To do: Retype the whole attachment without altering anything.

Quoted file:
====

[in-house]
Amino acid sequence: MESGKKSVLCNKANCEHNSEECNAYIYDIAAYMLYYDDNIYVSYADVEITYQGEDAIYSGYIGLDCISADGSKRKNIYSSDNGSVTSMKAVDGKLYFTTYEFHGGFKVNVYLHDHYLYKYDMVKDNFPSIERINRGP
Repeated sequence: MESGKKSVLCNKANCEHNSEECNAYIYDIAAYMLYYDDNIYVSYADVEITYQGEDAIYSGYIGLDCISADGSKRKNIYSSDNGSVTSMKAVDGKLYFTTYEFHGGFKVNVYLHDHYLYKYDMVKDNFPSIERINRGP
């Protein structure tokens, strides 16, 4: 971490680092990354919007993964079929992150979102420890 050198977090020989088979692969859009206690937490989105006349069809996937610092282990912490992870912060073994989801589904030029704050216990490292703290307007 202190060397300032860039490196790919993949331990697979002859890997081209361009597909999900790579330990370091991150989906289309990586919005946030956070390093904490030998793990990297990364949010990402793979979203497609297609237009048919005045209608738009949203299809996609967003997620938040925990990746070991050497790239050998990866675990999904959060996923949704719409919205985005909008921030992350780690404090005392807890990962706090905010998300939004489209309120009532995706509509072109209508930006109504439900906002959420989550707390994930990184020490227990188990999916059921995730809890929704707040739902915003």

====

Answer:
[in-house]
Amino acid sequence: MESGKKSVLCNKANCEHNSEECNAYIYDIAAYMLYYDDNIYVSYADVEITYQGEDAIYSGYIGLDCISADGSKRKNIYSSDNGSVTSMKAVDGKLYFTTYEFHGGFKVNVYLHDHYLYKYDMVKDNFPSIERINRGP
Repeated sequence: MESGKKSVLCNKANCEHNSEECNAYIYDIAAYMLYYDDNIYVSYADVEITYQGEDAIYSGYIGLDCISADGSKRKNIYSSDNGSVTSMKAVDGKLYFTTYEFHGGFKVNVYLHDHYLYKYDMVKDNFPSIERINRGP
């Protein structure tokens, strides 16, 4: 971490680092990354919007993964079929992150979102420890 050198977090020989088979692969859009206690937490989105006349069809996937610092282990912490992870912060073994989801589904030029704050216990490292703290307007 202190060397300032860039490196790919993949331990697979002859890997081209361009597909999900790579330990370091991150989906289309990586919005946030956070390093904490030998793990990297990364949010990402793979979203497609297609237009048919005045209608738009949203299809996609967003997620938040925990990746070991050497790239050998990866675990999904959060996923949704719409919205985005909008921030992350780690404090005392807890990962706090905010998300939004489209309120009532995706509509072109209508930006109504439900906002959420989550707390994930990184020490227990188990999916059921995730809890929704707040739902915003």